How to read a scientific paper on women in 7 easy steps
Posted by hannahflynn on May 2, 2009
The column inches given over to the latest research on why women should not drink during pregnancy is only the tip of the iceberg. In recent months I have seen the columns of both the mainstream media and scientific journals filled with diverse claims about the effect mothers have on their sons, daughters and society in general ranging from the tenuous to the ridiculous.
This has obviously led to a great deal of confusion for journalists, women and obviously mothers. The murky waters of peer-reviewed research can appear an impenetrable forest to the uninitiated, but by following these steps you should be able to make your mind up for yourselves.
1) Is it peer reviewed?
The recent scandal involving Merck’s payments to Elsevier to produce publications which looked like peer reviewed journals, but did in fact only publish research showing positive results for the effectiveness of the company’s product, has highlighted the importance of this. Peer review involves the paper being sent to working scientists in the relevant field who will assess the significance of the findings and decide whether the paper warrants publication. They will come to this decision based on whether the findings are original (they have not been published before), reproducible (the experiments be done again and achieve the same results) and significant (the finding is worthy of attention from other scientists in the field).
2) What questions are they asking?
This is a very significant question with regards to gender based research. Is the question the right question to be asking in the first place? For example, a lot of research has been done into the effect of drinking in pregnancy on a foetus. This is due to the existence of a syndrome known as Foetal Alcohol Syndrome which can result in low birth weight offspring in alcoholic mothers who abused alcohol during pregnancy. However, these papers rarely look at the effect of very low alcohol consumption in pregnant mothers; a far more significant question for the vast majority of mothers to be. The reason this has not been done is the effects of low alcohol consumption would be far harder to measure.
3) How big is the sample?
The MMR scare started after a paper with a sample size of 12was publishedin the Lancet. It is impossible to establish a significant result with this sample size, simply because the margin of error would be so large no trend could not be established, meaning any causal link implied would be meaningless.
A good sample size will depend on what is being looked at. Any trial regarding diet or lifestyle will require a large sample as the variables are so large. A trial looking at a rare disease may have to have a smaller sample size because of the availability of subjects. However, the bigger the sample the smaller the margin of error so the stronger the data.
4) What are the variables?
The simplest variable is gender. Are the groups, particularly in diet or lifestyle research, divided into gender? This is important as men and women have different metabolisms. It is impossible to eliminate all variables in any biological research as you are working with living organisms. However, it is possible to take all variables into account when planning the methodology and deciding conclusions. A well written experiment will explain how the groups in the trial are sampled, taking into account any variations. Variations which can not be controlled will be referred to in the conclusion as a possible source of error. Natural variation in a sample group need not result in inconclusive data, but if ignored then the whole experiment or trial is based on weak assumptions at best.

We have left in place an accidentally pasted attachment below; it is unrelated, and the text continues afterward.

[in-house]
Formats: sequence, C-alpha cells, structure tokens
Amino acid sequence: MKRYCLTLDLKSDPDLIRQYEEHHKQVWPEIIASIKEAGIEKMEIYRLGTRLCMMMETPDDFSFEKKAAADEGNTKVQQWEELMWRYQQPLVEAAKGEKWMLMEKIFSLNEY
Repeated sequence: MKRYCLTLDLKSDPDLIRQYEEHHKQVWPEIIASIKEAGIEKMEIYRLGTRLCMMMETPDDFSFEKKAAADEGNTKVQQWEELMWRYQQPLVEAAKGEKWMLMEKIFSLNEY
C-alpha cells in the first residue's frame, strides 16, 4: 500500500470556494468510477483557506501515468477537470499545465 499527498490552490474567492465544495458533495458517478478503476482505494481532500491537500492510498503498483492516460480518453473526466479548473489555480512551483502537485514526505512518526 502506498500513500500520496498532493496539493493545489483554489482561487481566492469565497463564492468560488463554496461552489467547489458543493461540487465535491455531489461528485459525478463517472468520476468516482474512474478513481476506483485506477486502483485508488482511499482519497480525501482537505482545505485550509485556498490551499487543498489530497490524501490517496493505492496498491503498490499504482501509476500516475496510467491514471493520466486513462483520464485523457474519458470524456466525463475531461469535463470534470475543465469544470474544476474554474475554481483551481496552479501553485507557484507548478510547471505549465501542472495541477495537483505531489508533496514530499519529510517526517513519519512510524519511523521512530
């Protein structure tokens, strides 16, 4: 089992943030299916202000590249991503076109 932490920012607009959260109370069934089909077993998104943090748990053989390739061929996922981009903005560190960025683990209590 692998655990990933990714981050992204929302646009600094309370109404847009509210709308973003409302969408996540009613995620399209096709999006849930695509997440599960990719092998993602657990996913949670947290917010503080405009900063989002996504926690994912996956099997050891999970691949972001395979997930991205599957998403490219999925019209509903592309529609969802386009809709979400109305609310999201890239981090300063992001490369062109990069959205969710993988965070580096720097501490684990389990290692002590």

5) How quantifiable is what they are measuring?
Birth weight, genetic disease and death are all easily quantifiable results which can be used to produce meaning full conclusions. Often problems like ‘learning difficulties’, ‘problems bonding’ and ‘low satisfaction’ are not well defined in papers and can lead the conclusions which may mislead. A good paper should have quantified these in the methodology of the paper, for example learning difficulties could mean something quantifiable like a diagnosed dyslexic.
6) Are the results significant?
This is the area that is the most difficult to understand if you do not have a scientific or statistical background. I will try to explain the most commonly used statistic, the p value, to explain significance.
When looking at data from a piece of biological research it is important to calculate what the probability is that the results you have may have happened by chance. If your results are not caused by chance then you have a significant result. This probability is currently set at 5 percent, or p = 0.05. If there is less than a 5 percent chance your data was caused by chance you can claim your date is significant and conclusions can be drawn that there is a causal link. (A good explanation for journalists can be found here.)
7) Does more research need to be done?
If however p = 0.07 there is a 7 percent chance your results are caused by chance. This is not a high enough level of significance to base conclusions on but there is probably enough evidence to base further research in the area on.
Similarly if the paper has a sample size which does not seem big enough, this does not mean the findings are completely null and void, rather more research needs to be done before conclusions can be drawn.
For a more in depth analysis of statistics and other Bad Science, read Ben Goldacre’s blog and column in The Guardian. The comments left are often ripe ground for debate on how to interpret scientific papers.
For an irreverent but clear explanation of bad statistics turn to Feedback in New Scientist.